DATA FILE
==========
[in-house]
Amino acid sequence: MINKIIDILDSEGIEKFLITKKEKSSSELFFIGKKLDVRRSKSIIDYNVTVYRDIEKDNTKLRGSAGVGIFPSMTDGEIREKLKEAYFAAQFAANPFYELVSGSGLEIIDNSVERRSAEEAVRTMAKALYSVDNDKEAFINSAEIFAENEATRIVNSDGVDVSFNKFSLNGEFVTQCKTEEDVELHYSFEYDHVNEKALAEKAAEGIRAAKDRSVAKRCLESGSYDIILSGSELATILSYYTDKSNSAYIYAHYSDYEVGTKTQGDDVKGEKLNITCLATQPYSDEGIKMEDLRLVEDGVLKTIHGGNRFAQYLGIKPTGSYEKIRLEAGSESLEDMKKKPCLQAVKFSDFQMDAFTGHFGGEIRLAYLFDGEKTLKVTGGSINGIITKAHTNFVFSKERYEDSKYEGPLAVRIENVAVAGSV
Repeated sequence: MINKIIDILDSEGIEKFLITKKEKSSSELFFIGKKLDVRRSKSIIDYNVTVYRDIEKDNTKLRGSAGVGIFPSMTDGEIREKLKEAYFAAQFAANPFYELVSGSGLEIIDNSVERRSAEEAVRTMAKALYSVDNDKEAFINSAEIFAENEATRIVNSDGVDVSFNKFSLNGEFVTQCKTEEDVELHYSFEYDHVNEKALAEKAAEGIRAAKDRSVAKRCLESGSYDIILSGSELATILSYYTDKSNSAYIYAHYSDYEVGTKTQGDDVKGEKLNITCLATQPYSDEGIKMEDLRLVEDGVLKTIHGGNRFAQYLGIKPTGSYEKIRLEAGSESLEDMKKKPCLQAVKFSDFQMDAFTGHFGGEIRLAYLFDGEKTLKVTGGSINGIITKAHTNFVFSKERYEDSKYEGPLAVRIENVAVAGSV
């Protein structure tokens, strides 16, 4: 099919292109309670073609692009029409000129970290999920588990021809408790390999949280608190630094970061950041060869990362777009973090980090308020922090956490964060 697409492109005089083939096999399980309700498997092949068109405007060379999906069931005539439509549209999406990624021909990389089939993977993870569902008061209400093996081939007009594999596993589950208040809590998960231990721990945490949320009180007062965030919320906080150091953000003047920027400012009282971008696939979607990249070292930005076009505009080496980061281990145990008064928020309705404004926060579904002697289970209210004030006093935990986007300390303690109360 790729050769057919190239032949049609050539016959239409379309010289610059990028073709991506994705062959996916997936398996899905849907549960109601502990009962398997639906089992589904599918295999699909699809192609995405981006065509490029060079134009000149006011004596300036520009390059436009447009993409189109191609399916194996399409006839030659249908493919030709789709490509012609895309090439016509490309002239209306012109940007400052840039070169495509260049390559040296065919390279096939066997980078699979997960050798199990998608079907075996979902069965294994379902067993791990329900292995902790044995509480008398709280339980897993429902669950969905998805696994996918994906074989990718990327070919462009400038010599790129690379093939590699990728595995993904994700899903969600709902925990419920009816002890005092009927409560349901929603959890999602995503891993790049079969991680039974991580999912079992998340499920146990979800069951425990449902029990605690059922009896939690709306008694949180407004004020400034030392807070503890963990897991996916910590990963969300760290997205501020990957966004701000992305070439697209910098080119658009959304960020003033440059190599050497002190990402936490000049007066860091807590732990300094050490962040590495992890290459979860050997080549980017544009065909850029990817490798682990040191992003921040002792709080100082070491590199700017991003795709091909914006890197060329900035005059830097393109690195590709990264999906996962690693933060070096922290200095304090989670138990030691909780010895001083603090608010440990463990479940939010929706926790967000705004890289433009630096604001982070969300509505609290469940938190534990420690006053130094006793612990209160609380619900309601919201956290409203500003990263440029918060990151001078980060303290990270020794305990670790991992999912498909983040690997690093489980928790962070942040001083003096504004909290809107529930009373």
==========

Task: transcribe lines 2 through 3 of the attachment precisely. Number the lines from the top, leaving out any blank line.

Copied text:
Amino acid sequence: MINKIIDILDSEGIEKFLITKKEKSSSELFFIGKKLDVRRSKSIIDYNVTVYRDIEKDNTKLRGSAGVGIFPSMTDGEIREKLKEAYFAAQFAANPFYELVSGSGLEIIDNSVERRSAEEAVRTMAKALYSVDNDKEAFINSAEIFAENEATRIVNSDGVDVSFNKFSLNGEFVTQCKTEEDVELHYSFEYDHVNEKALAEKAAEGIRAAKDRSVAKRCLESGSYDIILSGSELATILSYYTDKSNSAYIYAHYSDYEVGTKTQGDDVKGEKLNITCLATQPYSDEGIKMEDLRLVEDGVLKTIHGGNRFAQYLGIKPTGSYEKIRLEAGSESLEDMKKKPCLQAVKFSDFQMDAFTGHFGGEIRLAYLFDGEKTLKVTGGSINGIITKAHTNFVFSKERYEDSKYEGPLAVRIENVAVAGSV
Repeated sequence: MINKIIDILDSEGIEKFLITKKEKSSSELFFIGKKLDVRRSKSIIDYNVTVYRDIEKDNTKLRGSAGVGIFPSMTDGEIREKLKEAYFAAQFAANPFYELVSGSGLEIIDNSVERRSAEEAVRTMAKALYSVDNDKEAFINSAEIFAENEATRIVNSDGVDVSFNKFSLNGEFVTQCKTEEDVELHYSFEYDHVNEKALAEKAAEGIRAAKDRSVAKRCLESGSYDIILSGSELATILSYYTDKSNSAYIYAHYSDYEVGTKTQGDDVKGEKLNITCLATQPYSDEGIKMEDLRLVEDGVLKTIHGGNRFAQYLGIKPTGSYEKIRLEAGSESLEDMKKKPCLQAVKFSDFQMDAFTGHFGGEIRLAYLFDGEKTLKVTGGSINGIITKAHTNFVFSKERYEDSKYEGPLAVRIENVAVAGSV